Not really. The problem with that is twofold; one, by heading down your probe will increase in velocity and kinetic energy, and therefore the effect of a swing-by maneuver on changing momentum is less even if all other things are equal. If you head down to Venus or Mercury a swing-by manuever is just going to result in a highly elliptical orbit that may come close to the Sun, but will be moviing extremely fast that that point, and the slower you get your probe going, the more difficult it will be to make swing-by intercepts with Venus and Mercury; at some point, you will fall under the orbit of Mercury and still be moving too fast to fall into the Sun.
And of course, they aren’t equal; Jupiter (and to a lesser degree, Saturn) have much deeper gravity wells, and therefore can effect a much more significant change in momentum. This, combined with the lower kinetic energy of the probe at the point of intercept allows for a much lower delta-V requirement. If you head out toward Jupiter, you should fairly easily be able to plot a swing-by that gives you a long, slow quasi-lissajous trajectory that will allow you to kill almost all lateral momentum and leave you falling almost directly into the Sun with mimimal delta-V requirements. It isn’t a quick as firing “straight down” toward the Sun, but it will be several of orders of magnitude less in impulse required. That may not seem significant given the 5 kg payload mass, but consider that the total impulse calculation also requires that you include the mass of all the propellant to carry the propulsion system, tankage, and the propellant itself, which rapidly becomes prohibitive.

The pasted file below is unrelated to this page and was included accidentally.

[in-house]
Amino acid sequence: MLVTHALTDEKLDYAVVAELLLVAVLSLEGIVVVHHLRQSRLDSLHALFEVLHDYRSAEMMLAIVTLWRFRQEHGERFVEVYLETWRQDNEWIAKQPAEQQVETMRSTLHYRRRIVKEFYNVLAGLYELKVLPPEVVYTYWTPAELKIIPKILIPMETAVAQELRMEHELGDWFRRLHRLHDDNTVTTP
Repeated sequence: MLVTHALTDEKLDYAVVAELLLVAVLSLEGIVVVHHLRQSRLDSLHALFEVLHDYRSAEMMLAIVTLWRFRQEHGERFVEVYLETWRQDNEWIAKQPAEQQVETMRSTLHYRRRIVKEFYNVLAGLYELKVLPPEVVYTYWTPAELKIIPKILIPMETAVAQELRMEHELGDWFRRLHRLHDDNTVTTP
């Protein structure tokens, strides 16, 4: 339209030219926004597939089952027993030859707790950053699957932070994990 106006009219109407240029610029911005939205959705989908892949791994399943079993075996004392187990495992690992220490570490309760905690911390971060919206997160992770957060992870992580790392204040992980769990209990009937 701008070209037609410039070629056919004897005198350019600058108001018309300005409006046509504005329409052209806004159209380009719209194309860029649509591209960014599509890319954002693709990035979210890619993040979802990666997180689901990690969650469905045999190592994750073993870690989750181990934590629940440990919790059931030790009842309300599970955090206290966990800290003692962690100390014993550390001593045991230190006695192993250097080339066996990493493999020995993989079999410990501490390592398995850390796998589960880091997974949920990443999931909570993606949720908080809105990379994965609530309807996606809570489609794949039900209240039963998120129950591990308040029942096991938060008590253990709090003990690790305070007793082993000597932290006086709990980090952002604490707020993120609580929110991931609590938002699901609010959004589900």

As the o.p. has noted, it is literally easier to send a probe straight out of the solar system than it is to go directly down to the Sun.
Just getting the book into the corona won’t mean that it’ll reach the same temperature as the corona. The corona has a very high temperature, but it’s also extremely diffuse, which means it won’t have a lot of heat available to transfer to the book.
Besides which, reaching 3 solar radii isn’t much easier than reaching 1 to hit the photosphere, or hitting it dead on.
And on a different note, the object described in the OP has a very low density for something presumably made from leather, parchment, and paper.
If the rocket launches from Earth, it’s starting off by going at about 30 km/s “horizontally” (that is, in a direction that keeps it at the same distance from the Sun). If you don’t do anything about that, you’re not going to hit the Sun, just fall past it. In fact, that’s exactly what an orbit (like, say, the orbit of the Earth) is: Falling continually, but falling past the object you’re orbiting and continually missing it. If you don’t want to miss it, you have to first fire your rocket to get rid of (almost) all of that 30 km/s, and then fall (almost) straight down (the “almosts” are to reflect the fact that it’s good enough to “miss” by one solar radius, but that doesn’t make much difference).
The Earth is flying round in a roughly circular path around the Sun. This is the Earths orbit.
If you were to launch an object from the Earth into the Sun in a straight line, the object would still be moving at the orbit speed of the Earth, which is a lot (30km per second ish), and so you still orbit the Sun, just in a slightly different orbit to the earth.
To actually crash into the sun, you need to cancel out the majority of the speed the Earth has given you by launching in the opposite (aka retrograde) direction of the earth’s orbit, and so cancel out its orbital velocity and be pulled straight into the sun by gravity